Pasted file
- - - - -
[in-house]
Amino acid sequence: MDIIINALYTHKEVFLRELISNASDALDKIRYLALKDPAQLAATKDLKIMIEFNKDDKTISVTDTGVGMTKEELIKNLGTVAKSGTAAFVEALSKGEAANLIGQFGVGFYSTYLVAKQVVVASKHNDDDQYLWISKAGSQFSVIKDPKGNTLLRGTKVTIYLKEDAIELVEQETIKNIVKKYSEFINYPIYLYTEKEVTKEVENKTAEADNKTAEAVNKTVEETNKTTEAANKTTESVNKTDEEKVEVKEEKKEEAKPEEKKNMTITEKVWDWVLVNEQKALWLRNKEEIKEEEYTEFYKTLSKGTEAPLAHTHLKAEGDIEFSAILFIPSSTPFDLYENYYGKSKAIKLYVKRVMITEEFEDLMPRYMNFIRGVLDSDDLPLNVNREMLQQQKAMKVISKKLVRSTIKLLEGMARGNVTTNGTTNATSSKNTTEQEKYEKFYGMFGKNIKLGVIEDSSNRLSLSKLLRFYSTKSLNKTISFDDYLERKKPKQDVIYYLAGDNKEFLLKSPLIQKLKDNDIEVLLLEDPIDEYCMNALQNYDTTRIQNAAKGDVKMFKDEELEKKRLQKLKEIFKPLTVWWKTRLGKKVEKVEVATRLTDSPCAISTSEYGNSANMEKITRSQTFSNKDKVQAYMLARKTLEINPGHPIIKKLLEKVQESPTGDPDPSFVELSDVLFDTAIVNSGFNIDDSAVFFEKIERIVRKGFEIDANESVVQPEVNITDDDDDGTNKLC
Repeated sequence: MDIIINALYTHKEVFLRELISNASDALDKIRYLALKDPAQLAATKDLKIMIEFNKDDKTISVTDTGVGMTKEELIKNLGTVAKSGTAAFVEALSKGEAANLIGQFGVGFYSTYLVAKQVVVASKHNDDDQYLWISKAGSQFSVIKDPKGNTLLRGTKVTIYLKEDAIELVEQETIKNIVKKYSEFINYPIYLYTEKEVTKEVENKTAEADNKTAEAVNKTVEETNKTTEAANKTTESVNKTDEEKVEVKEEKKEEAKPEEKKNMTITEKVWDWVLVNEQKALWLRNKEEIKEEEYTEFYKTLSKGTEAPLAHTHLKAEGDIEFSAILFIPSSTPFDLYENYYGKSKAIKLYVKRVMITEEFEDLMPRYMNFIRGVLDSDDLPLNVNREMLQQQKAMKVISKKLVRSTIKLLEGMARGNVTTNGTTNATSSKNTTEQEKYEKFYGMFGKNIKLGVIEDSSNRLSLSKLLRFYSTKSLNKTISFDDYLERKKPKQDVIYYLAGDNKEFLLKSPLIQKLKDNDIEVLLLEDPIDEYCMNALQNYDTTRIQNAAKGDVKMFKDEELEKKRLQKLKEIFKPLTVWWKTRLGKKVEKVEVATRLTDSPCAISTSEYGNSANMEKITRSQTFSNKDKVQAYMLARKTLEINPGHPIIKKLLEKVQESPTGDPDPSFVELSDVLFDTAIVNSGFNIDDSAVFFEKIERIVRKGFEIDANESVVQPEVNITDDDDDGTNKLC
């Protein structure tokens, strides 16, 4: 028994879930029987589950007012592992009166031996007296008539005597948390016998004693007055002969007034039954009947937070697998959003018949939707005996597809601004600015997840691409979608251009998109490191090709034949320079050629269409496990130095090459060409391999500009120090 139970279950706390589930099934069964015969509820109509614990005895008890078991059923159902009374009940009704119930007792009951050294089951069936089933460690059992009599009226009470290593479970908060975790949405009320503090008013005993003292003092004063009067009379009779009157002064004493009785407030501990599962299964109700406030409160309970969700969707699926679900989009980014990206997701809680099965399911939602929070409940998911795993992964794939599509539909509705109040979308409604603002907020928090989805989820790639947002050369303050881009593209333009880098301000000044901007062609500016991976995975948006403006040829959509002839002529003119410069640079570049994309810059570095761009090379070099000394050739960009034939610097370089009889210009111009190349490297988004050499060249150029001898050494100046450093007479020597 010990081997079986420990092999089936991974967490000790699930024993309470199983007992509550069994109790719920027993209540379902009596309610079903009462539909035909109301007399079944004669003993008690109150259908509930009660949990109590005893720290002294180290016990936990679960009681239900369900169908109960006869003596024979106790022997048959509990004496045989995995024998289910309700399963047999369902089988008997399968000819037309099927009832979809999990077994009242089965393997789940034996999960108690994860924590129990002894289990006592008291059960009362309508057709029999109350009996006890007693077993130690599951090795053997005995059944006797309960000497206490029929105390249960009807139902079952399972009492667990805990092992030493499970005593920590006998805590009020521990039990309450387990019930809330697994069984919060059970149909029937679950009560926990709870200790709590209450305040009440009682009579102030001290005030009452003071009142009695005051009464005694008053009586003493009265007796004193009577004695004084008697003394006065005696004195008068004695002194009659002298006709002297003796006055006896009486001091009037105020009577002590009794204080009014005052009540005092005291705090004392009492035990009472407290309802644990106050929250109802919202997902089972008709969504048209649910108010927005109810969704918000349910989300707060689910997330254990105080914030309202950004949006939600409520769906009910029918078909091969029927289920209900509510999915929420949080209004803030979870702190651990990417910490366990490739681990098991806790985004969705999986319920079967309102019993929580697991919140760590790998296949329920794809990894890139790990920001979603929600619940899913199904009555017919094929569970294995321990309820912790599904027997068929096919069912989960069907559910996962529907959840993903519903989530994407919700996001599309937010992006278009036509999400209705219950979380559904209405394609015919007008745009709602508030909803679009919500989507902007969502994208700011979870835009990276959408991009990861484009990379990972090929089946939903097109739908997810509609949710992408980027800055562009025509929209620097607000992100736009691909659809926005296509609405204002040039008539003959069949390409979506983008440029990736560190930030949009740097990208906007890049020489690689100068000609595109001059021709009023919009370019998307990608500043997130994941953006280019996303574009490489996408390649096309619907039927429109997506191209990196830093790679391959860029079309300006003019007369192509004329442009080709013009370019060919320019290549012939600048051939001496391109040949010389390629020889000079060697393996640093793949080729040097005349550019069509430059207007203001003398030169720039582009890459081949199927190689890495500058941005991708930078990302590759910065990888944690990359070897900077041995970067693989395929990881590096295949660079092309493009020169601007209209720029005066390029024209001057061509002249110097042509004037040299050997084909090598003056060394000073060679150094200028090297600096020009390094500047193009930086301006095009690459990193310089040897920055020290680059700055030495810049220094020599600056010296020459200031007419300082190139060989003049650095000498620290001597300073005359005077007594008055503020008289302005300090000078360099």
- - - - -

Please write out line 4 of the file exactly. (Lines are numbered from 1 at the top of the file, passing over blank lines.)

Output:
């Protein structure tokens, strides 16, 4: 028994879930029987589950007012592992009166031996007296008539005597948390016998004693007055002969007034039954009947937070697998959003018949939707005996597809601004600015997840691409979608251009998109490191090709034949320079050629269409496990130095090459060409391999500009120090 139970279950706390589930099934069964015969509820109509614990005895008890078991059923159902009374009940009704119930007792009951050294089951069936089933460690059992009599009226009470290593479970908060975790949405009320503090008013005993003292003092004063009067009379009779009157002064004493009785407030501990599962299964109700406030409160309970969700969707699926679900989009980014990206997701809680099965399911939602929070409940998911795993992964794939599509539909509705109040979308409604603002907020928090989805989820790639947002050369303050881009593209333009880098301000000044901007062609500016991976995975948006403006040829959509002839002529003119410069640079570049994309810059570095761009090379070099000394050739960009034939610097370089009889210009111009190349490297988004050499060249150029001898050494100046450093007479020597 010990081997079986420990092999089936991974967490000790699930024993309470199983007992509550069994109790719920027993209540379902009596309610079903009462539909035909109301007399079944004669003993008690109150259908509930009660949990109590005893720290002294180290016990936990679960009681239900369900169908109960006869003596024979106790022997048959509990004496045989995995024998289910309700399963047999369902089988008997399968000819037309099927009832979809999990077994009242089965393997789940034996999960108690994860924590129990002894289990006592008291059960009362309508057709029999109350009996006890007693077993130690599951090795053997005995059944006797309960000497206490029929105390249960009807139902079952399972009492667990805990092992030493499970005593920590006998805590009020521990039990309450387990019930809330697994069984919060059970149909029937679950009560926990709870200790709590209450305040009440009682009579102030001290005030009452003071009142009695005051009464005694008053009586003493009265007796004193009577004695004084008697003394006065005696004195008068004695002194009659002298006709002297003796006055006896009486001091009037105020009577002590009794204080009014005052009540005092005291705090004392009492035990009472407290309802644990106050929250109802919202997902089972008709969504048209649910108010927005109810969704918000349910989300707060689910997330254990105080914030309202950004949006939600409520769906009910029918078909091969029927289920209900509510999915929420949080209004803030979870702190651990990417910490366990490739681990098991806790985004969705999986319920079967309102019993929580697991919140760590790998296949329920794809990894890139790990920001979603929600619940899913199904009555017919094929569970294995321990309820912790599904027997068929096919069912989960069907559910996962529907959840993903519903989530994407919700996001599309937010992006278009036509999400209705219950979380559904209405394609015919007008745009709602508030909803679009919500989507902007969502994208700011979870835009990276959408991009990861484009990379990972090929089946939903097109739908997810509609949710992408980027800055562009025509929209620097607000992100736009691909659809926005296509609405204002040039008539003959069949390409979506983008440029990736560190930030949009740097990208906007890049020489690689100068000609595109001059021709009023919009370019998307990608500043997130994941953006280019996303574009490489996408390649096309619907039927429109997506191209990196830093790679391959860029079309300006003019007369192509004329442009080709013009370019060919320019290549012939600048051939001496391109040949010389390629020889000079060697393996640093793949080729040097005349550019069509430059207007203001003398030169720039582009890459081949199927190689890495500058941005991708930078990302590759910065990888944690990359070897900077041995970067693989395929990881590096295949660079092309493009020169601007209209720029005066390029024209001057061509002249110097042509004037040299050997084909090598003056060394000073060679150094200028090297600096020009390094500047193009930086301006095009690459990193310089040897920055020290680059700055030495810049220094020599600056010296020459200031007419300082190139060989003049650095000498620290001597300073005359005077007594008055503020008289302005300090000078360099």